It’s obvious by now that any inconvenient assertion, no matter how reasonable, sensible, or validated, will be denounced as fake by administration functionaries. Correspondingly, by administration lights their absurd, ludicrous and obnoxious assertions are to be regarded as truth, until we, the citizenry, are informed otherwise.
Ergo, labor statistics were fake when last year they showed a good economy and that was bad for Trump, but are no longer fake when they show a good economy now. The Congressional Budget Office’s report on the Republican’s unimaginative Next-Gen Obamacare was criticized as fakery even before the report emerged, as even the GOP knew their health-care arithmetic would receive a grade of F. And yesterday Trump’s otherworldly suggestion that Obama was wiretapping him during last year’s election was explained away as something the president didn’t really mean, even though everyone, especially Trump and his most ardent supporters, believed he meant it.
Trump and truth are now effectively oxymoronic. Any administration statement is now subject to validation from reliable sources, if they can be found. Whether the administration’s pin-jello-to-the-wall notion of truth is intentional, as another facet of scorched-earth disruption, or simply the result of Trump’s neuroses isn’t clear. Regardless, Trump now convinces no one other than his most robotic supporters, who in turn convince no one other than themselves.
All of this truth-as-we-like-it distortion has had surprisingly little impact to date, because in spite of administration ineptitude, the United States Government and economy have been running themselves rather nicely over that last few months.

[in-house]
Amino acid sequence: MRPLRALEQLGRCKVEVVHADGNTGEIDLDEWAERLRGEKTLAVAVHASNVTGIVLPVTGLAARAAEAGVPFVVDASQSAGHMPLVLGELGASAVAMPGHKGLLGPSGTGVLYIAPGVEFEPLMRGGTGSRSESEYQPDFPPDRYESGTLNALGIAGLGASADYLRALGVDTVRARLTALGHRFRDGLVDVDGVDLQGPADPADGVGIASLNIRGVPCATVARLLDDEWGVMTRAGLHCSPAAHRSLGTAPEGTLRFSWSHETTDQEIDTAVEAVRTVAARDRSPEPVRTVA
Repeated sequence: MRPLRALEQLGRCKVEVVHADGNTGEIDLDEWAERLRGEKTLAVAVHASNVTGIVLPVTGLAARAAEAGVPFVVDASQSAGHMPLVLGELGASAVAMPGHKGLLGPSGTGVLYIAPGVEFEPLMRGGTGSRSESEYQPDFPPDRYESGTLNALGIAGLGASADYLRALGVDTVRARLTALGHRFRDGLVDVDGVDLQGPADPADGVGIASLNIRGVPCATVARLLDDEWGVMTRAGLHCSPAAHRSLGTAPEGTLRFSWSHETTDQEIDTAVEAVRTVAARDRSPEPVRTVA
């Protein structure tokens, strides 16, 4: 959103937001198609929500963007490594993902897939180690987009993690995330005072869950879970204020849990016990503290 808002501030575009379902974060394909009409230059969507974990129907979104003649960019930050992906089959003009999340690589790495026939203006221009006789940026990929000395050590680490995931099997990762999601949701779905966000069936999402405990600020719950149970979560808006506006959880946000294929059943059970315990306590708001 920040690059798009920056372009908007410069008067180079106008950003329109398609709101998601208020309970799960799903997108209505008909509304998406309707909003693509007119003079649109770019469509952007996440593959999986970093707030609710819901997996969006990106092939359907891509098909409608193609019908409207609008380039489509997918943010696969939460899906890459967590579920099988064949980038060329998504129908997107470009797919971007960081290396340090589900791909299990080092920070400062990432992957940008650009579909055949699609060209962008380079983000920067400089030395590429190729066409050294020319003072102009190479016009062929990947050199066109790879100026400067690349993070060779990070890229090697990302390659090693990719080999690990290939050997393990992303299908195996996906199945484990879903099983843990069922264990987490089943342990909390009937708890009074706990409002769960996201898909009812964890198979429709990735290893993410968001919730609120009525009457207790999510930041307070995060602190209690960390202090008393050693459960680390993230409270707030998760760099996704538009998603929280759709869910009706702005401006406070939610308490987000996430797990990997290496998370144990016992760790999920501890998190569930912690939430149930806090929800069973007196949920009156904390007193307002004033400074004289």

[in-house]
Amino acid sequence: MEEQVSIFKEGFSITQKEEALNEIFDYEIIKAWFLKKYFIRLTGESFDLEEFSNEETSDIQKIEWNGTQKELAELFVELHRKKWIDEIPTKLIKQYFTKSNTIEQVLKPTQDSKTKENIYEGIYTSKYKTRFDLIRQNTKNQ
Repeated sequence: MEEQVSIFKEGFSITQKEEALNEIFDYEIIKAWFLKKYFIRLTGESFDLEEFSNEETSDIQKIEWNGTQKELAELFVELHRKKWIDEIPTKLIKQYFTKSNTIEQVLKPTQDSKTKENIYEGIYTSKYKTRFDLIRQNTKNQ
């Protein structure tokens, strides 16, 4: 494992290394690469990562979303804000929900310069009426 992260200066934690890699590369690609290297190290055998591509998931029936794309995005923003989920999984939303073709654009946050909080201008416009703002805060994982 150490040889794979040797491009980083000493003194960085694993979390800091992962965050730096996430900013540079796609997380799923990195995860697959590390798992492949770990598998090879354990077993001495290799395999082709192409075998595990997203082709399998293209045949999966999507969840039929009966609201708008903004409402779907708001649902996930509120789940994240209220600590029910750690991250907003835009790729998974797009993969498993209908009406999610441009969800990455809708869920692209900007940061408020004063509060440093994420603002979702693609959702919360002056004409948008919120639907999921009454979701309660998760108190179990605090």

That will end when there is a crisis of some kind. We must assume there will be one, perhaps as a result of external forces. Or, an economic crisis could come along simply as a result of the anxieties and nervousness Trump and Bannon breed. Small business people like a lack of regulation, but they may not be as crazy about the lack of customers, which can quickly result when people sense an uncertain future.
History, which Bannon so gluttonously consumes but obviously does not really digest, tells us that crises are amplified, not resolved, by fact and believability vacuums. In an economic or military crisis, were Trump to explain the situation and what must be done, many people would assume he is lying, possibly for reasons of psychological dysfunction. The resulting confusion and anxiety are guaranteed to make any real crisis worse.
Communication moves quickly and amplifies emotion, while the calming impact of understanding moves pretty much at its age-old pace. To make up this difference in a crisis, clear and believable communication from those in authority is essential, but now also impossible. Trump’s believability creds are long gone, spent on things like insulting government professionals, arguing about the size of inauguration crowds, and complaining about non-existent wiretaps.
In a crisis, the little boy president will be lost in the woods, with only the bad wolves to guide him to safety. We shouldn’t wait up for a happy conclusion. Like the proverbial boy who cried wolf, Trump will have no credibility left. In the presence of a real wolf, he and the administration are likely to fail even more notably than they have to date. And that is saying something.